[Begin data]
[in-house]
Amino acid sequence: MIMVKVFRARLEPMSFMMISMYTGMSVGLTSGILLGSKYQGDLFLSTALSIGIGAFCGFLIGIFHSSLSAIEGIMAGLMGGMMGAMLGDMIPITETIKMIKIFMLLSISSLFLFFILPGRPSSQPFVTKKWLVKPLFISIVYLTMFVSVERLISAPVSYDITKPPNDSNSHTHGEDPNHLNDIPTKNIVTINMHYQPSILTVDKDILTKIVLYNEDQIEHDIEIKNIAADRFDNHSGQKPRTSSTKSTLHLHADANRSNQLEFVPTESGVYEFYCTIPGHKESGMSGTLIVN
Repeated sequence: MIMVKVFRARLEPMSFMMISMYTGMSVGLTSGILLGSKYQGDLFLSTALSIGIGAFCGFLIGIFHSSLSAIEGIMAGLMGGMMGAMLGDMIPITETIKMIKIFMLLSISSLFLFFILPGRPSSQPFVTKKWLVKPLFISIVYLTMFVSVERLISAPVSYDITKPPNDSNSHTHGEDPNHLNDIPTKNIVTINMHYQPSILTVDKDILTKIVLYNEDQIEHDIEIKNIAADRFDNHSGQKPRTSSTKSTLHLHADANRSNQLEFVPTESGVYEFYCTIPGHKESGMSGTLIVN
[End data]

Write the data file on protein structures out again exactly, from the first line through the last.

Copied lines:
[in-house]
Amino acid sequence: MIMVKVFRARLEPMSFMMISMYTGMSVGLTSGILLGSKYQGDLFLSTALSIGIGAFCGFLIGIFHSSLSAIEGIMAGLMGGMMGAMLGDMIPITETIKMIKIFMLLSISSLFLFFILPGRPSSQPFVTKKWLVKPLFISIVYLTMFVSVERLISAPVSYDITKPPNDSNSHTHGEDPNHLNDIPTKNIVTINMHYQPSILTVDKDILTKIVLYNEDQIEHDIEIKNIAADRFDNHSGQKPRTSSTKSTLHLHADANRSNQLEFVPTESGVYEFYCTIPGHKESGMSGTLIVN
Repeated sequence: MIMVKVFRARLEPMSFMMISMYTGMSVGLTSGILLGSKYQGDLFLSTALSIGIGAFCGFLIGIFHSSLSAIEGIMAGLMGGMMGAMLGDMIPITETIKMIKIFMLLSISSLFLFFILPGRPSSQPFVTKKWLVKPLFISIVYLTMFVSVERLISAPVSYDITKPPNDSNSHTHGEDPNHLNDIPTKNIVTINMHYQPSILTVDKDILTKIVLYNEDQIEHDIEIKNIAADRFDNHSGQKPRTSSTKSTLHLHADANRSNQLEFVPTESGVYEFYCTIPGHKESGMSGTLIVN